Md. Lawmaker Wants to Hit Unlicensed Drivers with Jail Time - WBOC-TV 16, Delmarvas News Leader, FOX 21 -

Md. Lawmaker Wants to Hit Unlicensed Drivers with Jail Time

01/03/2006

ROCKVILLE, Md. (AP)- A Montgomery County delegate is preparing to introduce legislation that would make driving without a license an offense punishable by jail time in Maryland.

Delegate Luiz Simmons, a Democrat, says the number of people in the state driving without a license has spiked dramatically in recent years.

During the fiscal year that ended in June 2002, 19,878 citations were issued, according to figures Simmons obtained from the Maryland Motor Vehicle Administration. In the fiscal year that ended in June, 2005, 30,264 were issued- an increase of 54 percent. The figures do not include people who were cited for driving with a suspended, expired or revoked license.

More than a third of the infractions in the most recent fiscal year occurred in Prince George's and Montgomery Counties, according to Simmons.

Currently, driving without a license in Maryland carries a $315 fine but no threat of jail time, even for multiple offenses.

"You never even have to show up in court," Simmons told The Washington Post. "All you have to do is keep paying" the fine.

When the General Assembly session begins Jan. 11, Simmons plans to introduce legislation that would require people charged with driving without a license to appear in court and face penalties that would include 90 days in jail for a first offense and up to a year in jail for a second offense.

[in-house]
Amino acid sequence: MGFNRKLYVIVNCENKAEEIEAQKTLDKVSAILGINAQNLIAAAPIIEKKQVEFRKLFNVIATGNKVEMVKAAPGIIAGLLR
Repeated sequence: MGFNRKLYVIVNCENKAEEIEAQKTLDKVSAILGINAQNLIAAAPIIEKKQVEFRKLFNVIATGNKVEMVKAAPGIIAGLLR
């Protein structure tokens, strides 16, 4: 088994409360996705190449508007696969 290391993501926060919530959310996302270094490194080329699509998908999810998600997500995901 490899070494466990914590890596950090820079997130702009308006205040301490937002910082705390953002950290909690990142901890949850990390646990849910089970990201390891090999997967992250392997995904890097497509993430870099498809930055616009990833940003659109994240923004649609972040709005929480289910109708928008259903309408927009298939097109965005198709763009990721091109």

Simmons said studies have shown that unlicensed drivers are a public safety hazard and that his bill will not target any specific group. But an advocate for the rights of illegal immigrants said the legislation would harm them.

Gustavo Torres, executive director of Casa of Maryland, a Silver Spring-based immigrants' rights organization, said he thinks illegal immigrants account for a significant part of the increase in unlicensed drivers in the state.

"Regardless of whether they have driver's licenses, it is how people take their kids to school or go to work. That is the reality," he said.

The state Motor Vehicle Administration often takes four to six months to grant driver's licenses to immigrants, even if they are in the country legally, Torres said.

"The solution is not to penalize people who are driving without driver's licenses," Torres said. "The solution is to speed up the process at MVA to assure that legal and undocumented workers have access to driver's licenses faster."

Large numbers of Latino immigrants, including illegal immigrants, have moved to Maryland in recent years, with many finding homes in Prince George's and Montgomery. Several state lawmakers have tried and failed to pass laws banning illegal immigrants from obtaining driver's licenses.

Simmons said he does not believe that any one group is responsible for the jump in the number of unlicensed drivers.

"There are undocumented aliens who drive without licenses. There are lots of teenagers who drive without licenses. There are elderly people who come here from other areas who drive without a license because they are afraid to apply for one because they have bad eyesight or some other medical infirmity," Simmons said.

Judge Thurman Rhodes, the chief administrative District Court judge in Prince George's County, said many of the people who've been cited for driving without a license in the past two years are Latino immigrants who speak primarily Spanish.

"Some of them seem to be unfamiliar with the system," such as the requirement that a motorist needs a license to drive, Rhodes said.

 

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